Speaking with an accent keeps crossbills straight
Fortunately for the females, such songs are only a small selection of bird talk. Other calls, sounding alarm or excitement, are much more critical to survival and make up more of a birds' everyday chirping.
Few scientists study birds' non-mating calls. But Duke post-doctoral researcher Kendra Sewall does, and she says that studying the entire repertoire of bird calls could tell us even more about human disorders like schizophrenia and autism, which are marked by difficulty processing language and social behavior.
By studying how a bird does or does not correctly perceive, process or respond to the calls it uses to survive, scientists may be able to learn more about where abnormal signal processing in humans originates, Sewall says.
She presented her work at a May 24 American Scientist lecture and lunch in the Research Triangle Park.
Sewall spent six years studying the red crossbills of North America and recently discovered how the birds use one of their calls, a contact call, as a social identity badge to ensure their ability to survive and reproduce.
Crossbills are unique in that they are the North American version of Darwin's finches, Sewall says. Over time, the birds have evolved into seven sub-species or "races" based on body size and beak structure. While the birds' genetics are not yet so different to mark the races as distinct species, each race's beak structure is adapted to crack open a specific pinecone so the bird can eat the seeds.
In other words, if a crossbill flies with a flock of the wrong race, it could starve, or at the very least, not be able to mate.
Scientists wondered how crossbills stayed with the right race to visit the right trees. Observing crossbills in the wild, it became clear that the contact call for each race is distinct. The calls have acoustic signatures, or dialects, that distinguish the races, and a crossbill will modify its dialect further, almost like adding an accent, to match a call with its mate.
For her doctoral research, she captured 42 crossbills and paired them in cages in a lab to see how they match their accents. Some of the pairs were males and females of the same race, using the same dialect, while other pairs were males and females from different races and dialects.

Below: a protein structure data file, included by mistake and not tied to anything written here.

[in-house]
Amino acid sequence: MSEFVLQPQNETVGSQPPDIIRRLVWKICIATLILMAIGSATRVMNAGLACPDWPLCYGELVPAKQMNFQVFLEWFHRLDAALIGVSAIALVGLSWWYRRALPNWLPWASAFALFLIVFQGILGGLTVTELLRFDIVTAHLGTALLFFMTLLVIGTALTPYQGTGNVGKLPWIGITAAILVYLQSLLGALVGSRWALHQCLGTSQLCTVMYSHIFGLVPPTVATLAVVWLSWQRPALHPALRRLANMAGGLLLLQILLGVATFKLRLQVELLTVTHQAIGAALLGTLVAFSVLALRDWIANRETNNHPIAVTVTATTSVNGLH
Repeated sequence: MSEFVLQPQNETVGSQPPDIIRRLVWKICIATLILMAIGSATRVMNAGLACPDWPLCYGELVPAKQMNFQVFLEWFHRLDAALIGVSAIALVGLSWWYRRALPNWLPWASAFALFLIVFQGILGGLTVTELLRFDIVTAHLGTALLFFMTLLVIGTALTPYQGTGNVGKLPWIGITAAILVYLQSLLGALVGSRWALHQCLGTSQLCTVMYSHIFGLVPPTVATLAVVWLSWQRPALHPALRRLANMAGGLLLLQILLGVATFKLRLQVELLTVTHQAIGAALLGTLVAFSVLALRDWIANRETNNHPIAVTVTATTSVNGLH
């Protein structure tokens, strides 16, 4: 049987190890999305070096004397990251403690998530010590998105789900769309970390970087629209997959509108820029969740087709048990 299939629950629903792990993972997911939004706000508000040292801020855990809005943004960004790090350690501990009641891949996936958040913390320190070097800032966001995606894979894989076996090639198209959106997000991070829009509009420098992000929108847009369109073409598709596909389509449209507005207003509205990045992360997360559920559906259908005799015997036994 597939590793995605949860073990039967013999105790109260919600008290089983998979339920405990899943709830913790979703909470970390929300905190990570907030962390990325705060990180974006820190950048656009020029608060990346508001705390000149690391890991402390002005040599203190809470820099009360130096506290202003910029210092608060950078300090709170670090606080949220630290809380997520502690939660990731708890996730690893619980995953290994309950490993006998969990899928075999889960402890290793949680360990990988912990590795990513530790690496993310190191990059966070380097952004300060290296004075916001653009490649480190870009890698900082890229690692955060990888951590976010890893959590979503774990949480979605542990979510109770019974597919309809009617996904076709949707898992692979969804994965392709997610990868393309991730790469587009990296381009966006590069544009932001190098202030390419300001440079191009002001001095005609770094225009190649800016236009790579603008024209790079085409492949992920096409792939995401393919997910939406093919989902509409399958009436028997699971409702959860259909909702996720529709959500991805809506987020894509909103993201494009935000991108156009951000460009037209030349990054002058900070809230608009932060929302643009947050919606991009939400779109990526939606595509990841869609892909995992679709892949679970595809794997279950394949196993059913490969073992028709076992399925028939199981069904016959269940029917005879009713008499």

In pairs of the same race, Sewall observed that the birds would chirp back and forth until their contact call converged on the same sound. Both males and females tweaked their contact call subtly to imitate and match the calls of their mate, flock and family members.
That was surprising because it's usually only the male birds that change their songs and calls, Sewall says.
In the mixed pairs, she also observed that both males and females changed their calls. But, in some of these mixed pairs, males and females would chirp back and forth, until their contact calls diverged rather than agreeing.
Observing the birds' ability to change their calls, Sewall became curious about the brain processes underlying animal communication, such as perception, motivation and vocal response. These processes determine both adaptive social behaviors and abnormal or dysfunctional ones.
She says by studying the brain and hormone systems that influence the animals' motivations to engage in making contact calls and other social interactions, scientists might learn about the basis of abnormal or dysfunctional communication and social behavior in humans.
One of the social behaviors she observed in crossbills was courtship feeding, an interaction where the male brings food to the female and regurgitates it into her mouth. Race-matched males performed this task for their mates. Racially mixed males did not.
In fact, the mixed-race males and females were not motivated to interact at all. Instead, the birds sat at opposite ends of the cage, occasionally taunting one another with partially open bills and little flips of their wings.
"Looks like love can't be forced," Sewall says, even with great pick-up lines.